What is the cross-currency basis?

DM

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Technically speaking, the cross-currency basis is the difference in the cost of hedging an FX risk and the interest rate differential between the two currency areas, i.e. it measures deviations from covered interest parity (CIP). The CIP theory postulates that the cost of hedging a foreign currency risk should be the same as the difference in the local and foreign interest rates. Otherwise, it would be possible to borrow at the lower interest rate and lend at the higher interest rate with currency risk fully hedged, thereby earning a riskless profit. CIP is a no-arbitrage theory: It says that market participants will take advantage of inefficiencies in market prices until risk-free returns are no longer possible.

Until few years ago the CIP relationship held surprisingly well. Most academic studies found only very small deviations from CIP theory, which were mostly explained by transaction costs. Even papers looking into high-frequency trading found only short-lived deviations, suggesting that the market was highly efficient indeed: The cross-currency basis had been close to zero for a long period of time.

All that changed after the financial crisis of 2007-09: Since early-2008, the cross-currency basis for swapping a currency into US dollars has been far more volatile than before. There were significant negative spikes from 0 to -40 basis points in 2008-09, followed by a recovery in 2010 and another steep drop to -45bps in 2011. From 2014 to 2017 the basis was on a steady downward path again. There have also been large swings within the calendar year, e.g. the basis tended to turn more negative at the end of a quarter and especially in December when many hedging transactions needed to be rolled over.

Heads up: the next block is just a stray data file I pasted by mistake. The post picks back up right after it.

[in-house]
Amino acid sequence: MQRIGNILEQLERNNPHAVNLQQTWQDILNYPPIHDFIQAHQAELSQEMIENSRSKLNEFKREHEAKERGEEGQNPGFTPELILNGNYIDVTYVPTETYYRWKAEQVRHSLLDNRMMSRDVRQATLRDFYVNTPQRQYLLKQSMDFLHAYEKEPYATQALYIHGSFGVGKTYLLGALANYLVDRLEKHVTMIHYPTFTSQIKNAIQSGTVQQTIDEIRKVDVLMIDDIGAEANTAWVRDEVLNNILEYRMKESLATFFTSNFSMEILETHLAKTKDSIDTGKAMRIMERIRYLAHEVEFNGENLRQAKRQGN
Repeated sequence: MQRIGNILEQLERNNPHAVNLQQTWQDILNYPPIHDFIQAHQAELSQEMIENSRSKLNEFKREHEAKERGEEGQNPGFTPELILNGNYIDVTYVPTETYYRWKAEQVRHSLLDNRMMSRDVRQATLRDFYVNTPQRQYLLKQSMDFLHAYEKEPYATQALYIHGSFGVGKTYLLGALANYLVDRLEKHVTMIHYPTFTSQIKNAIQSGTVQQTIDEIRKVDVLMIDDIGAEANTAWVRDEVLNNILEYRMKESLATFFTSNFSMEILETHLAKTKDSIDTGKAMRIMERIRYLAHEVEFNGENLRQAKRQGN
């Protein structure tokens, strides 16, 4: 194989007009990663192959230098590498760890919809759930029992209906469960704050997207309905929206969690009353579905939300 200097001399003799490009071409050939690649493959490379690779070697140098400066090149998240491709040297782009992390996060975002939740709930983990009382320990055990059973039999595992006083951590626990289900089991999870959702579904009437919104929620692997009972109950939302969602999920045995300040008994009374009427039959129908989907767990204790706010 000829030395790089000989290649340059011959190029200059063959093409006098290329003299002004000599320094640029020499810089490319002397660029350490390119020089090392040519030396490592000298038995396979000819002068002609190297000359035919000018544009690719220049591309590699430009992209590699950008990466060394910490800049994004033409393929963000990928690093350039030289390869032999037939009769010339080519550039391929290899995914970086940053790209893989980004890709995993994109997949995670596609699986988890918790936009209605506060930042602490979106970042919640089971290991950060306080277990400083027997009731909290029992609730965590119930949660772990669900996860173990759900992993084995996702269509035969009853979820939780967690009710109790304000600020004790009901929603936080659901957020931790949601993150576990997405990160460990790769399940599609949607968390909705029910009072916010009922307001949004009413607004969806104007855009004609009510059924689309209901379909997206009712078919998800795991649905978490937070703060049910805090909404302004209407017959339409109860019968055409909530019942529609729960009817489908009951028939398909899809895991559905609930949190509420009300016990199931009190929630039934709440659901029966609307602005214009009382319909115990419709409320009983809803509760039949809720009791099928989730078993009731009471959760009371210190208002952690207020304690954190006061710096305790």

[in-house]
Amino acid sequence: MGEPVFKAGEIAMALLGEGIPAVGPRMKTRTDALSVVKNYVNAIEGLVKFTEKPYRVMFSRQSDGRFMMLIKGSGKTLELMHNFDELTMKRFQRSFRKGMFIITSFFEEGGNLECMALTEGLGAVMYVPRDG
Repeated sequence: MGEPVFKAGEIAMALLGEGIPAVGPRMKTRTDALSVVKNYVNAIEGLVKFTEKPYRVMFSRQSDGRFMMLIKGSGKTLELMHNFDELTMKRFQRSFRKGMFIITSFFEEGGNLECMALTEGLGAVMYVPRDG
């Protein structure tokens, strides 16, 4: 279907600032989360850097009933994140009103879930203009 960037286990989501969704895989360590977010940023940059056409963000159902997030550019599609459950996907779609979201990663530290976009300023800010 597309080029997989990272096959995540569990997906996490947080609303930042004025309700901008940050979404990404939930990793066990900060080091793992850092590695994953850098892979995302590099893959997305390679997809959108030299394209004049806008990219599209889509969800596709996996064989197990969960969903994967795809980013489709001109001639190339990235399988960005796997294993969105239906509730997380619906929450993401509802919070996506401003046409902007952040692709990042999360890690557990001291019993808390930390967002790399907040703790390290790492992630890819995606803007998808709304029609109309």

It is market standard that the cross-currency basis be quoted in basis points such that it indicates by how much the non-US interest rate would have to be adjusted for the CIP deviation to hold again. For example: If the EUR/USD basis is at -50bps, as was the case in late-2016, that suggests the euro money market rate would have to fall by 50 basis points for the CIP violation to vanish. In other words, the cost of hedging a USD currency risk from the perspective of an investor based in the euro area was 50 basis points greater than the premium she could have collected in the US money market.

But what causes the cross-currency basis to move away from zero? The basis is an indicator of the supply of and demand for US dollars, and it is striking to see the strong correlation between USD exchange rates and the different cross-currency bases, implying that USD strength comes at a cost for investors looking to hedge their USD exposures. There must be other structural factors at play, however: Could it be that banks are more restricted in their ability to lend US dollars due to new regulations after the crisis? What else has changed since 2008? I will look into possible drivers of the cross-currency basis in another post here on CurrencyManagers.com. Stay tuned.
 
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